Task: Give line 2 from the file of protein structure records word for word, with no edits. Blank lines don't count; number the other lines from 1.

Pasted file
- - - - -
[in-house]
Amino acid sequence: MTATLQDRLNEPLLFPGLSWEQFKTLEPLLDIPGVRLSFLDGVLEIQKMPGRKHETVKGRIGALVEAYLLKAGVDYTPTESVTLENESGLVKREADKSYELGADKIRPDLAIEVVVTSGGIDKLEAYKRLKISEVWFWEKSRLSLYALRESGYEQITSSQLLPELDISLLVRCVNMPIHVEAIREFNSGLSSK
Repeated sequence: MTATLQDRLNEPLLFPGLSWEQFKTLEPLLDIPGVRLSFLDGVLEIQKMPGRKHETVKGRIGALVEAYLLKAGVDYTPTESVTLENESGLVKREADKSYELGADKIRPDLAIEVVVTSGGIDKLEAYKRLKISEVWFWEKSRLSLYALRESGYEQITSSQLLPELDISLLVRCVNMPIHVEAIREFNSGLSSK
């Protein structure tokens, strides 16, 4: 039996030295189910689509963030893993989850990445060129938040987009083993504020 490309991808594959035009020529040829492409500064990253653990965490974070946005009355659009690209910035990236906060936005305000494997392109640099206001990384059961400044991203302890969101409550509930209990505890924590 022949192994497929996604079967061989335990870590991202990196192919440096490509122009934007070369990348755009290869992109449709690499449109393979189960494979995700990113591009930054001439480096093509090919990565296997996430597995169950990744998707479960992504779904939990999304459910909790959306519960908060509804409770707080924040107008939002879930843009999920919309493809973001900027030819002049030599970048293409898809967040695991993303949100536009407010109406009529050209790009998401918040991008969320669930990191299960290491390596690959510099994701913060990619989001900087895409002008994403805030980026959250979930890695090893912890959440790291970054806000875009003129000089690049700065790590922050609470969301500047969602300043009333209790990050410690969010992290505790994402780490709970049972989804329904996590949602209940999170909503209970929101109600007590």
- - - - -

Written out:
Amino acid sequence: MTATLQDRLNEPLLFPGLSWEQFKTLEPLLDIPGVRLSFLDGVLEIQKMPGRKHETVKGRIGALVEAYLLKAGVDYTPTESVTLENESGLVKREADKSYELGADKIRPDLAIEVVVTSGGIDKLEAYKRLKISEVWFWEKSRLSLYALRESGYEQITSSQLLPELDISLLVRCVNMPIHVEAIREFNSGLSSK